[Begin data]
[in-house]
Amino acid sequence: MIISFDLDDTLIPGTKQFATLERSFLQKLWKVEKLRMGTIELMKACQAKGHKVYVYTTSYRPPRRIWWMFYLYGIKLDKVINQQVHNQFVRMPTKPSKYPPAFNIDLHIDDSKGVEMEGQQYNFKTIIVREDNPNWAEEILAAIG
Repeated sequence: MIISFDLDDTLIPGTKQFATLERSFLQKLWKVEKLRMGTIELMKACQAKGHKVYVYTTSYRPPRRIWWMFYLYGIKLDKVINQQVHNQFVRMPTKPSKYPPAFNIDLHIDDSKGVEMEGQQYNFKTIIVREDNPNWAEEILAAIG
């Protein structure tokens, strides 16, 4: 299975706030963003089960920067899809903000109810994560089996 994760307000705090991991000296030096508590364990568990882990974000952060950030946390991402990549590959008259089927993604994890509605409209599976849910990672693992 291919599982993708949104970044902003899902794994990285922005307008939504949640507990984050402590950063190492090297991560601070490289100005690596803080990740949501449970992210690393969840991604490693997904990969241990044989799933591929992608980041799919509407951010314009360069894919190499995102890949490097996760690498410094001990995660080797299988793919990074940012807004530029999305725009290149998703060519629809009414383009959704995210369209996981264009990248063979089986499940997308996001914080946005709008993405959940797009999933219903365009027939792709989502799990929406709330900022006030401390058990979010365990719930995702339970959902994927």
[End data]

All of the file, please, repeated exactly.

[in-house]
Amino acid sequence: MIISFDLDDTLIPGTKQFATLERSFLQKLWKVEKLRMGTIELMKACQAKGHKVYVYTTSYRPPRRIWWMFYLYGIKLDKVINQQVHNQFVRMPTKPSKYPPAFNIDLHIDDSKGVEMEGQQYNFKTIIVREDNPNWAEEILAAIG
Repeated sequence: MIISFDLDDTLIPGTKQFATLERSFLQKLWKVEKLRMGTIELMKACQAKGHKVYVYTTSYRPPRRIWWMFYLYGIKLDKVINQQVHNQFVRMPTKPSKYPPAFNIDLHIDDSKGVEMEGQQYNFKTIIVREDNPNWAEEILAAIG
């Protein structure tokens, strides 16, 4: 299975706030963003089960920067899809903000109810994560089996 994760307000705090991991000296030096508590364990568990882990974000952060950030946390991402990549590959008259089927993604994890509605409209599976849910990672693992 291919599982993708949104970044902003899902794994990285922005307008939504949640507990984050402590950063190492090297991560601070490289100005690596803080990740949501449970992210690393969840991604490693997904990969241990044989799933591929992608980041799919509407951010314009360069894919190499995102890949490097996760690498410094001990995660080797299988793919990074940012807004530029999305725009290149998703060519629809009414383009959704995210369209996981264009990248063979089986499940997308996001914080946005709008993405959940797009999933219903365009027939792709989502799990929406709330900022006030401390058990979010365990719930995702339970959902994927």